• Employees may return to work upon employer notification that leave has ended.
  • Ensure that the staff selection, for the furlough, is not discriminatory
  • Eligibility for benefits during a furlough will be at the discretion of your plan contract and any exceptions by the carrier during the COVID-19 concern
  • If eligible to continue coverage, employers may collect premium from employees by pre-payment, pay as you go or payment upon return.
  • Employer may decide to pay the employee share of the premium which would be eligible for applicable tax credits under the new Families First Coronavirus response Act
  • Furlough is not a COBRA qualifying event unless it results in a loss of group health coverage

How Coronavirus Could Impact your Business's Insurance

The new coronavirus (COVID-19) outbreak continues to be a top-of-mind concern for organizations and individuals across the globe. As COVID-19 becomes increasingly widespread, it’s not only raising fears about the well-being of the general public, but it’s also disrupting business operations and creating insurance exposures. This Coverage Insights examines potential insurance exposures associated with COVID-19 and how different forms of coverage could respond.  Click here for full Coverage Insights.

Managing Multiple Layoffs

The Mass Claims program through the TWC, streamlines the unemployment benefit claims process for employers faced with either temporary or permanent layoffs. Employers can submit basic worker information on behalf of their employees to initiate claims for unemployment benefits.

 

Employer Advantages of a Mass Claim

You:

  • Can submit the layoff information before the layoff, which ensures a smooth transition for both employer and worker
  • Can establish claims more efficiently than workers who submit their own unemployment benefits claims
  • Can submit the worker’s final week of earnings, helping to ensure proper payment
  • Can submit information on severance pay or wages in lieu of notice of layoff, reducing subsequent contact by TWC
  • Are not inundated with a written notice of application for each individual who applies for unemployment benefits
  • Automatically become a party of interest to each claim filed

See the TWC Website for additional information

SBA Disaster Loan Program

SBA Disaster loan application >> HERE <<

Common FAQ regarding SBA Disaster Loans >> HERE <<

What makes an illness an occupational illness and thus compensable under Workers' Compensation?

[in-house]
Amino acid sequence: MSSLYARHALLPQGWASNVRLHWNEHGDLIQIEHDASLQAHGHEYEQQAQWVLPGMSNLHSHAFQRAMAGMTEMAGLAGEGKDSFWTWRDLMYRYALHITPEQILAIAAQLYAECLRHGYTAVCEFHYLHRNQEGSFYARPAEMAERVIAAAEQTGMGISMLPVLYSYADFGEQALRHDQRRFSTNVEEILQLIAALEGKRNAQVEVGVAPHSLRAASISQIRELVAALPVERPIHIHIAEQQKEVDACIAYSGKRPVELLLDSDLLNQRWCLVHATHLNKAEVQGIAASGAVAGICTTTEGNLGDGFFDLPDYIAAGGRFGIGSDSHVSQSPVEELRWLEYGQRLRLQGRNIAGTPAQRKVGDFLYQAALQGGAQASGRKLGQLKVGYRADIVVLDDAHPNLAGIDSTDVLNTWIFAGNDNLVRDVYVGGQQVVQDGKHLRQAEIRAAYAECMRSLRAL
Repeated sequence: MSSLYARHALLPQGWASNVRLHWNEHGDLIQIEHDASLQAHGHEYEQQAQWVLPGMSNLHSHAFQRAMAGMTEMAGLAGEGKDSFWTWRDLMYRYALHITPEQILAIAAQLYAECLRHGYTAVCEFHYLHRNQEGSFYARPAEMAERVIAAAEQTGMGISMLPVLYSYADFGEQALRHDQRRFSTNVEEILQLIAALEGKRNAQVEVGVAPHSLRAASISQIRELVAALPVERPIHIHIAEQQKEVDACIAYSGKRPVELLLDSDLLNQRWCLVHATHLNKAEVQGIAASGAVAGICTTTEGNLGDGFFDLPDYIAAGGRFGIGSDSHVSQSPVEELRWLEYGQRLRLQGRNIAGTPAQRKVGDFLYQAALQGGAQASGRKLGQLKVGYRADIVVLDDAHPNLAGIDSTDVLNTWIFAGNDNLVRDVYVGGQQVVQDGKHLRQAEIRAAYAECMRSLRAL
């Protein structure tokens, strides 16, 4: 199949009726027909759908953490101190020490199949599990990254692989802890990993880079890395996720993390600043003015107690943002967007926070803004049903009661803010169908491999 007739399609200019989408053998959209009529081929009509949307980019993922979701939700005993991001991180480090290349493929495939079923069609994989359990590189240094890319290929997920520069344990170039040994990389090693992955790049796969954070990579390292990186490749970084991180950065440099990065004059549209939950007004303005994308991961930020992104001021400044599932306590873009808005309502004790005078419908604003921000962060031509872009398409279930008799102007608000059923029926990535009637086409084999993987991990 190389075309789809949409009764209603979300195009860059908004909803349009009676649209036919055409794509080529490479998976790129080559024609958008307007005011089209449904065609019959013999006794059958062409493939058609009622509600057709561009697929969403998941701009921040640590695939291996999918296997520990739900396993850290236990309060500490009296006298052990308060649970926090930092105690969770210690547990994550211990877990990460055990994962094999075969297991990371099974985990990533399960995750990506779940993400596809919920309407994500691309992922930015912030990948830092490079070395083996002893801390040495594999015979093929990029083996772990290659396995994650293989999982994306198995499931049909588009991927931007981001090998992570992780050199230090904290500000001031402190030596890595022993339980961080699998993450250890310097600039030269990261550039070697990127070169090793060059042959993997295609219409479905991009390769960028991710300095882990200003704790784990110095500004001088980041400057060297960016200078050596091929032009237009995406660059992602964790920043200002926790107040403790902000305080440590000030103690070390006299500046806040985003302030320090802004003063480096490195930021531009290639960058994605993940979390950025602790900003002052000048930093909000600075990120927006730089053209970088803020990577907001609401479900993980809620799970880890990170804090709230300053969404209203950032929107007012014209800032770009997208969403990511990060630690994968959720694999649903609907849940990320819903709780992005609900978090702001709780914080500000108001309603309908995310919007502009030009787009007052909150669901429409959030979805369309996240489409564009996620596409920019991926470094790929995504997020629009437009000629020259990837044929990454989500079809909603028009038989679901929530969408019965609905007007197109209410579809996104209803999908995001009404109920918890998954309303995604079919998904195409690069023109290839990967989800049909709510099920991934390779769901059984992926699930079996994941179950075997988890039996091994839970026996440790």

As Chris Boggs explains on www.independentagent.com- Two tests must be satisfied before any illness or disease, including the Coronavirus, qualifies as occupational and thus compensable under workers’ compensation:

  1. The illness or disease must be occupational, meaning that it arose out of and was in the course and scope of the employment; and
  2. The illness or disease must arise out of or be caused by conditions peculiar to the work.

Whether an illness arises out of and in the course and scope of employment is a function of the employee’s activities. The simplest test toward determining whether an injury arises out of and in the course and scope of employment is to ask: Was the employee benefiting the employer when exposed to the illness or disease? Be warned, this test is subject to the interpretations and intricacies of various state laws.

Qualifying as occupational is the relatively low hurdle. The higher hurdle is whether the illness or disease is peculiar to the work. If the illness or disease is not peculiar to the work, it is not occupational and thus not compensable under workers’ compensation. An illness or disease is peculiar to the work when such a disease is found almost exclusively to workers in a certain field or there is an increased exposure to the illness or disease because of the employee’s working conditions… read more.

ThinkHR provides answers to 10 common questions for employers (and employees) navigating the Coronavirus

  • Can Employees refuse to travel to areas considered safe?
  • Can we send employees home if they are Symptomatic?
  • What if my employee discloses that a family member has COVID-19?
  • Do any leaves apply, like FMLA?
  • If an employee is out due to sickness, can we ask about symptoms?
  • What if I have a fearful employee who refuses to come to work?
  • Can we allow only certain groups of employees to work from home?
  • How do I make a telecommuting policy?
  • If we choose to close temporarily, do we need to pay employees?
  • If we close temporarily, will employees be able to file for unemployment?

All of this and so much more is available through ThinkHR.  If you do not have a login, ask your RISE365 crew member about it today!